A Marist Poll conducted after Anthony Weiner’s latest scandal was revealed shows the former congressman has slipped to second. Weiner now trails City Council Speaker Christine Quinn by 9 points, 25 percent to 16 percent. Last month when Marist last conducted a mayoral poll, Weiner had a five-point edge over Quinn.
In this latest survey, Bill de Blasio and Bill Thompson are tied for third with 14 percent, just two points behind Weiner.
The poll found 47 percent of Democrats want Weiner to stay in the race, while 43 percent want him to drop out.
“For many Democrats the latest revelations about Anthony Weiner are more of the same, only more so,” says Lee Miringoff, Director of The Marist College Institute for Public Opinion. “Weiner has lost his lead and his negatives are at an all-time high.”
The poll also found Weiner 55 percent of Democratic voters have an unfavorable impression of the former congressman, a 19-point jump from last month’s poll. Three in ten voters have a favorable opinion of Weiner, the poll found.
Nearly half of those polled – 46 percent – say Weiner’s scandal will impact their vote.
When questioned whether Weiner deserves a chance at redemption, 47 of those polled said they believe he deserves another chance in the public arena while 45 percent disagree and say he does not have the character to be mayor.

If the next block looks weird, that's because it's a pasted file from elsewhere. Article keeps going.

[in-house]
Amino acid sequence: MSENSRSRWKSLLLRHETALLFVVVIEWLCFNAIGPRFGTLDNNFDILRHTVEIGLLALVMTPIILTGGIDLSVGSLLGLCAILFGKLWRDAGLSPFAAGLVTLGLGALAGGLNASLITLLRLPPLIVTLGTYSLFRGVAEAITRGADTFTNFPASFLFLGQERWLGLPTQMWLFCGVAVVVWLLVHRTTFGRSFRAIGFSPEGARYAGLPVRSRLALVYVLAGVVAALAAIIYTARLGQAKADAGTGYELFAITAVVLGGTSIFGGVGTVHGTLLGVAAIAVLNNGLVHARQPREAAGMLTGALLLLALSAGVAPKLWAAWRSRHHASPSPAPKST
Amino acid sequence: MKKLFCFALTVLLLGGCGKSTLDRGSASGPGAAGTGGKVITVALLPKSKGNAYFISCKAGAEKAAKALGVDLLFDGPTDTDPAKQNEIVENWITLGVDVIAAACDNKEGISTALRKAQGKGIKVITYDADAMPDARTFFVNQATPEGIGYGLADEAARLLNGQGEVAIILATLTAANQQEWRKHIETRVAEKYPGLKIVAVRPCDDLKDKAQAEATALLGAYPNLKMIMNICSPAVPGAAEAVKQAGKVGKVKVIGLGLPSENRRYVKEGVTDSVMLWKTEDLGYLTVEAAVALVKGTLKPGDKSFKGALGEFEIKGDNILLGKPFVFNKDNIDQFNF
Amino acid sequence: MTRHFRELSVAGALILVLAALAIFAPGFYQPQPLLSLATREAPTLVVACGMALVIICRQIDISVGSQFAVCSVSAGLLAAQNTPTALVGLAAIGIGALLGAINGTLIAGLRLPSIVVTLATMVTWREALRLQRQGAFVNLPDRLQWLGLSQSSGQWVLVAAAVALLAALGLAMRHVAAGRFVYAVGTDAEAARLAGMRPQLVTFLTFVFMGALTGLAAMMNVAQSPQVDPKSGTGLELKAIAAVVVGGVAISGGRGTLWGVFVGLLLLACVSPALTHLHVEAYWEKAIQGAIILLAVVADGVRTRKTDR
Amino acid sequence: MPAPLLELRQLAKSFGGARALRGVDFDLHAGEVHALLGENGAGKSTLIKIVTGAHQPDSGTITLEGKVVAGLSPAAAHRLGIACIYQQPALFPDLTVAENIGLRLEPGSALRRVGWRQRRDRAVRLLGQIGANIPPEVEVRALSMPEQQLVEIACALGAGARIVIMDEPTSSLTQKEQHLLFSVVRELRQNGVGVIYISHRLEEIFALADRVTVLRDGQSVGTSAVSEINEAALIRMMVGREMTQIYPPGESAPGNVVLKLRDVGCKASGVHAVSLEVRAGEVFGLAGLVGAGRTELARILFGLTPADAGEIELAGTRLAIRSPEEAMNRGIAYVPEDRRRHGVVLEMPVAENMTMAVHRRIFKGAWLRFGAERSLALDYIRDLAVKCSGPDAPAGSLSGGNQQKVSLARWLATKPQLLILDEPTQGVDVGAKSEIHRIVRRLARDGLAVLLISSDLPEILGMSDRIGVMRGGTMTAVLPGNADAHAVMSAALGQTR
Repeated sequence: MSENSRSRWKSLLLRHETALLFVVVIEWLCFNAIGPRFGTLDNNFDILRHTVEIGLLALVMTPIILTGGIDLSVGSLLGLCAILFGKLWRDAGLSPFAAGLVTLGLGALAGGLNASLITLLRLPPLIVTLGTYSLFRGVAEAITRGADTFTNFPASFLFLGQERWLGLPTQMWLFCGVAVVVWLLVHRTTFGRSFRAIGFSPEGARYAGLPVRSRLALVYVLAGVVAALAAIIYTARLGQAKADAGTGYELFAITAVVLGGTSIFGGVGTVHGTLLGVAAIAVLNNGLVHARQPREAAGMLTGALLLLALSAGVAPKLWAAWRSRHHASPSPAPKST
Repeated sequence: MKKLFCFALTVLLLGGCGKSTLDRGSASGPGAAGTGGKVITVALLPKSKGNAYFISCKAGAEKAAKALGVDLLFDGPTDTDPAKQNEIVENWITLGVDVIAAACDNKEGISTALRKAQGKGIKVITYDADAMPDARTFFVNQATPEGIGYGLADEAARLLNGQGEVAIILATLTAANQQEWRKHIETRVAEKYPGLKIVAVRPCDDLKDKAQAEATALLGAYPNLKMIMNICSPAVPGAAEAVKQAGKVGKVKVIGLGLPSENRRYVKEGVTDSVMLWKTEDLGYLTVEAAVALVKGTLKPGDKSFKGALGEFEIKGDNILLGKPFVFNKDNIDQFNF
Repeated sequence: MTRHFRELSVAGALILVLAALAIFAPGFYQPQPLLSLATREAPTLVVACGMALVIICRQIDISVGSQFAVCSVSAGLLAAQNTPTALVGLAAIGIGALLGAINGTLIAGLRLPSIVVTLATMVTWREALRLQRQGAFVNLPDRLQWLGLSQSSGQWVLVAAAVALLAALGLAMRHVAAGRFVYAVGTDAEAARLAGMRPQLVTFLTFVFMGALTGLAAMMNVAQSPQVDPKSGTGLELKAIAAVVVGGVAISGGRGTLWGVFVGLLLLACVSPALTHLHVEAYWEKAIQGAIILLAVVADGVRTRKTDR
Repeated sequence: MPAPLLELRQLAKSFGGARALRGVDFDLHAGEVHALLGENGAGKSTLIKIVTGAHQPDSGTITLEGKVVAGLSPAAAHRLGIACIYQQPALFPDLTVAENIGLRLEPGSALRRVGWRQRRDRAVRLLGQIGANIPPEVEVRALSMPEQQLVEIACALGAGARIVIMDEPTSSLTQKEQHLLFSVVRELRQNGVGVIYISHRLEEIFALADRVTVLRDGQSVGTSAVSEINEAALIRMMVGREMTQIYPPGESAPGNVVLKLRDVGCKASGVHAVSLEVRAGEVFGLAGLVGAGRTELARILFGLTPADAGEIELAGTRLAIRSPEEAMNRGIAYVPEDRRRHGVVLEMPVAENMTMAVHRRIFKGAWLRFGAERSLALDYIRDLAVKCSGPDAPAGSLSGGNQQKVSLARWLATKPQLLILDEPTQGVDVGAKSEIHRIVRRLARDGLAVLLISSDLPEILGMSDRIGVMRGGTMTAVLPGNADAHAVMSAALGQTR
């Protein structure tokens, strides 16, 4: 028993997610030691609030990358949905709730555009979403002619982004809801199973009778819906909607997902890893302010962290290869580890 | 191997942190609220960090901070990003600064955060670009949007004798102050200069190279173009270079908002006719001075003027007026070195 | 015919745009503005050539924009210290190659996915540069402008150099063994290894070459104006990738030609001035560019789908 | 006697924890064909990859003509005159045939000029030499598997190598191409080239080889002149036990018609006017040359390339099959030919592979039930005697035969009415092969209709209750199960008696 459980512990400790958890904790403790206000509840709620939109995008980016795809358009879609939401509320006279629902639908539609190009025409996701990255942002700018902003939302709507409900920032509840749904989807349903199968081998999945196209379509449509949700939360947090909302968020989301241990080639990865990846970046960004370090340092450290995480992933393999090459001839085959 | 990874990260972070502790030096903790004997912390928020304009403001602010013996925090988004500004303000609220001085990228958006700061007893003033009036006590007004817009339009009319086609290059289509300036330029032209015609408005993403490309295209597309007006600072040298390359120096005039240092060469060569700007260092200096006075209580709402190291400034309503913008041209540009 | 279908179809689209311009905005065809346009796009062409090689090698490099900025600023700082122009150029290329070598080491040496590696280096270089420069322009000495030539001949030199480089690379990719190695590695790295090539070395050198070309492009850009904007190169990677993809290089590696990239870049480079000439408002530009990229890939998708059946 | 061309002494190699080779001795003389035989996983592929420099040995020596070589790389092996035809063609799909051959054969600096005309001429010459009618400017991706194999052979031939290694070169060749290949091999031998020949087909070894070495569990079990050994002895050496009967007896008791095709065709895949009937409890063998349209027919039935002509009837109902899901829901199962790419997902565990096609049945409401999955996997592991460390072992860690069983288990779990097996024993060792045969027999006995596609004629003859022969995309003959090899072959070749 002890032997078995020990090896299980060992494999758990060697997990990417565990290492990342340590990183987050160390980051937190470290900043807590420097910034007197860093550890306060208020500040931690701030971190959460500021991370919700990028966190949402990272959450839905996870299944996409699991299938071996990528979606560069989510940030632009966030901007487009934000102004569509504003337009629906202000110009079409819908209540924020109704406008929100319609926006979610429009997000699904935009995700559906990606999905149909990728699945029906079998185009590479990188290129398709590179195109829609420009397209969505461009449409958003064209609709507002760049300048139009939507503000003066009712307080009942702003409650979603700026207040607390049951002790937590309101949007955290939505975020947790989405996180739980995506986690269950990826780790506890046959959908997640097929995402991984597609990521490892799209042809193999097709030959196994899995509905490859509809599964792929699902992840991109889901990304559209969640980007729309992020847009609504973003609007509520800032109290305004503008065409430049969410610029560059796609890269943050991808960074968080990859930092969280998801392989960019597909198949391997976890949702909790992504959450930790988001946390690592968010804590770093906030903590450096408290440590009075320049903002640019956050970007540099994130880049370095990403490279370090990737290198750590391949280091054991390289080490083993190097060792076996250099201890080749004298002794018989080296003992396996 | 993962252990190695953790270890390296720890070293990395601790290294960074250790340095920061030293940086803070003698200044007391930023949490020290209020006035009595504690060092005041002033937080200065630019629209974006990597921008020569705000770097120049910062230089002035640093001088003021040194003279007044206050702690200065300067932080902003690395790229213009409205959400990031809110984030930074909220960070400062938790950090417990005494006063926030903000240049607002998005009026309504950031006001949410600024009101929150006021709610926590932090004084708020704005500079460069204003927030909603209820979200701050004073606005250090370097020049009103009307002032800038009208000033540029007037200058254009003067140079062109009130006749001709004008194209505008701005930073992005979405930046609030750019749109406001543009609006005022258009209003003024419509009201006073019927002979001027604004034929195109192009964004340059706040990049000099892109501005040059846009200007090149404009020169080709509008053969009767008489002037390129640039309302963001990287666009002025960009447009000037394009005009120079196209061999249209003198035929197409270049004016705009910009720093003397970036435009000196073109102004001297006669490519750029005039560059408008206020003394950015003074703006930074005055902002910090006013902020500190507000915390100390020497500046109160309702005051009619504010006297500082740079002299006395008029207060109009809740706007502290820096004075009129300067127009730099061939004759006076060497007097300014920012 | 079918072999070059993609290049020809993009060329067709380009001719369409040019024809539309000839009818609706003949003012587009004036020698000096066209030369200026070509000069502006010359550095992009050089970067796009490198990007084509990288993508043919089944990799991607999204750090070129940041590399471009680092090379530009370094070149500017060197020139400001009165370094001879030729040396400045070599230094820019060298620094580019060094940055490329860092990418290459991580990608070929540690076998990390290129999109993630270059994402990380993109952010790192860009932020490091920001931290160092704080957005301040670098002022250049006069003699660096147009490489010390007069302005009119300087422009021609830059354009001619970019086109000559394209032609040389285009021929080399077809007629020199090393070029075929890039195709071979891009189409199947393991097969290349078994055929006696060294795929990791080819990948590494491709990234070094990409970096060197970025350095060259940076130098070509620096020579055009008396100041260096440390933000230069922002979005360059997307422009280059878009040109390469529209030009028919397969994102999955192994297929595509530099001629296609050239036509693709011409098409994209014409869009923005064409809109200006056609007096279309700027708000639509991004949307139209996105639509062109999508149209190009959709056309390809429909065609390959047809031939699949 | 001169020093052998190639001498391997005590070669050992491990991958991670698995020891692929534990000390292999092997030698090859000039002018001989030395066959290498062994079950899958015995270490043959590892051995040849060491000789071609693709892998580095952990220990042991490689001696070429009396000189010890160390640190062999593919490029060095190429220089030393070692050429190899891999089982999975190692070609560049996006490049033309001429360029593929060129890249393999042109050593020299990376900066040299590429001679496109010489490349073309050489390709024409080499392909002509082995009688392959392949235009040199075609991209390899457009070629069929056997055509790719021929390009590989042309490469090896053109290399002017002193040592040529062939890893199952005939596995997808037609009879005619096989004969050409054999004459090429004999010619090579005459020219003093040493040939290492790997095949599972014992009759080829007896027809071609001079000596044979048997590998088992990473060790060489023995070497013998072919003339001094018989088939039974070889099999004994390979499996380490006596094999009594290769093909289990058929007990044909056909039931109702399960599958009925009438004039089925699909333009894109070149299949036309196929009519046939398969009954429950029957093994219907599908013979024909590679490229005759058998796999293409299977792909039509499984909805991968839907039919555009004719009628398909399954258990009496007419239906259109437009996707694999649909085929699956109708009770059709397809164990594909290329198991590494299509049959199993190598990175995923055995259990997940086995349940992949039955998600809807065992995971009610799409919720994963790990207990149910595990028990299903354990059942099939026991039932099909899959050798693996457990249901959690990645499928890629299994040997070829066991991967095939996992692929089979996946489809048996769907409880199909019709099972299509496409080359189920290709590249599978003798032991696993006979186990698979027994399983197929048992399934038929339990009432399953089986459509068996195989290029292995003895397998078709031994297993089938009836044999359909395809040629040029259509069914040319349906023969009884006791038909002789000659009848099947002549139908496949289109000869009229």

The poll was conducted by interviews on July 24th, 2013 the poll has a margin of error of plus or minus 2.8 percent.
Still, Weiner remains determined to continue his bid for New York City mayor despite growing calls for him to drop out of the race over his latest scandal.
Speaking today while volunteering at the Masbia of Flatbush soup kitchen in the Midwood section of Brooklyn, he continued his defiant tone.
“You want names of people, right? I’m not going to do that. If someone wants to bring themselves out, why should I drag them into this? Is that what you want, names of people?” he pushed back.
“You can question my judgment. I didn’t lie to the people of the city of New York and say I wasn’t going to overturn term limits. I didn’t express the judgment to the people of the city of New York as part of my official job that I would not do something and then do it to give myself an additional term of office and the mayor an additional term,” said Weiner.
Weiner added the conversation should continue to be about record and vision for the future, not about personal matters.
“My mistakes are manifest. They are in the context of my personal behavior in the privacy of my home. They became public and I brought it upon myself. I have no one to blame for this situation but me,” he said.
Weiner again brushed off such calls to resign and kept up his campaign schedule Wednesday evening. He was greeted with boos as he took the stage with several other mayoral candidates at a public housing meeting at Bronx Community College.
“People have to make their decision,” he said. “There’s more time in this campaign. I’m going to keep talking about the issues facing the middle class and those struggling to make it.”
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